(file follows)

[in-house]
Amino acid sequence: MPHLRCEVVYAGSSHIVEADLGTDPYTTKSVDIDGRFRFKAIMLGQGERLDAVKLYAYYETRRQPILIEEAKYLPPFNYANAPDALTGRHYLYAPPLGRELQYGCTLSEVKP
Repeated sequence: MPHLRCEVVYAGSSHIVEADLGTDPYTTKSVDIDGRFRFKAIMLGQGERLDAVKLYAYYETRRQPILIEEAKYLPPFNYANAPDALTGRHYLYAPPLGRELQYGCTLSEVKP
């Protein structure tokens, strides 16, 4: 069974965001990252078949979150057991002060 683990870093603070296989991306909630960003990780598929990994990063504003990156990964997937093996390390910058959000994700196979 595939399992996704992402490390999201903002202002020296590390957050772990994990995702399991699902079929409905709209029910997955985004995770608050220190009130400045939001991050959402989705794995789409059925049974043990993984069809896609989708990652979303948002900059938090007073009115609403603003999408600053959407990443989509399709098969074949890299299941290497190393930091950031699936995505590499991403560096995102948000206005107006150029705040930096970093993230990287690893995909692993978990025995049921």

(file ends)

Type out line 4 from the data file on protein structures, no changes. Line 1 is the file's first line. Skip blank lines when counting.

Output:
């Protein structure tokens, strides 16, 4: 069974965001990252078949979150057991002060 683990870093603070296989991306909630960003990780598929990994990063504003990156990964997937093996390390910058959000994700196979 595939399992996704992402490390999201903002202002020296590390957050772990994990995702399991699902079929409905709209029910997955985004995770608050220190009130400045939001991050959402989705794995789409059925049974043990993984069809896609989708990652979303948002900059938090007073009115609403603003999408600053959407990443989509399709098969074949890299299941290497190393930091950031699936995505590499991403560096995102948000206005107006150029705040930096970093993230990287690893995909692993978990025995049921």